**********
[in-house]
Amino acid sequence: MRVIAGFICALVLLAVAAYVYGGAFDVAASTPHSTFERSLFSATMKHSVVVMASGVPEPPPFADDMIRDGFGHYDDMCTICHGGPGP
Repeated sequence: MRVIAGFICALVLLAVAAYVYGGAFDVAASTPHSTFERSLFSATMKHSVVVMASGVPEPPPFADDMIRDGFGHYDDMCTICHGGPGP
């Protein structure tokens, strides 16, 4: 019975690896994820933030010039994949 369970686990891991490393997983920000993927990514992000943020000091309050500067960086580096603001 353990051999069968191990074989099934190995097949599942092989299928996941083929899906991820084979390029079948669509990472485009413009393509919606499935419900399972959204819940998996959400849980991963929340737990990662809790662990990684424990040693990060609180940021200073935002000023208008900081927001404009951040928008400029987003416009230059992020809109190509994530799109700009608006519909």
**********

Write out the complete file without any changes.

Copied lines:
[in-house]
Amino acid sequence: MRVIAGFICALVLLAVAAYVYGGAFDVAASTPHSTFERSLFSATMKHSVVVMASGVPEPPPFADDMIRDGFGHYDDMCTICHGGPGP
Repeated sequence: MRVIAGFICALVLLAVAAYVYGGAFDVAASTPHSTFERSLFSATMKHSVVVMASGVPEPPPFADDMIRDGFGHYDDMCTICHGGPGP
């Protein structure tokens, strides 16, 4: 019975690896994820933030010039994949 369970686990891991490393997983920000993927990514992000943020000091309050500067960086580096603001 353990051999069968191990074989099934190995097949599942092989299928996941083929899906991820084979390029079948669509990472485009413009393509919606499935419900399972959204819940998996959400849980991963929340737990990662809790662990990684424990040693990060609180940021200073935002000023208008900081927001404009951040928008400029987003416009230059992020809109190509994530799109700009608006519909």